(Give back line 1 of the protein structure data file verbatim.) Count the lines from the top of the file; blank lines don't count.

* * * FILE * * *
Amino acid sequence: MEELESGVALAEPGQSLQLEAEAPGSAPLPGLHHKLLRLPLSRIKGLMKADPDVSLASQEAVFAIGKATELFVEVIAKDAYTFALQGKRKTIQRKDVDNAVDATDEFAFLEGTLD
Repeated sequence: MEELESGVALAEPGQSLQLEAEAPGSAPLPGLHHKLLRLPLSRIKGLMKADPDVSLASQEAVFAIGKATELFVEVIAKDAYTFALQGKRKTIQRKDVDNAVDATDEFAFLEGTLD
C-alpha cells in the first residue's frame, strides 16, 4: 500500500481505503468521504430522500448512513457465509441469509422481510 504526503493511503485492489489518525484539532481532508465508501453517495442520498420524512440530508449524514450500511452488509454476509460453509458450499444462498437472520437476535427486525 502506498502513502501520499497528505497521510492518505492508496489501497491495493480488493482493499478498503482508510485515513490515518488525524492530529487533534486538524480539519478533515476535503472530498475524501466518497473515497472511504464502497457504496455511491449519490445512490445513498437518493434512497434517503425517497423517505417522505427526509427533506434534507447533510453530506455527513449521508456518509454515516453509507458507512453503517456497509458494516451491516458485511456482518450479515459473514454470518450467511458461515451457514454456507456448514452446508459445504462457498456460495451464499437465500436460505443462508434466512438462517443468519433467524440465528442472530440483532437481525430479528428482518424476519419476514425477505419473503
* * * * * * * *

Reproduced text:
Amino acid sequence: MEELESGVALAEPGQSLQLEAEAPGSAPLPGLHHKLLRLPLSRIKGLMKADPDVSLASQEAVFAIGKATELFVEVIAKDAYTFALQGKRKTIQRKDVDNAVDATDEFAFLEGTLD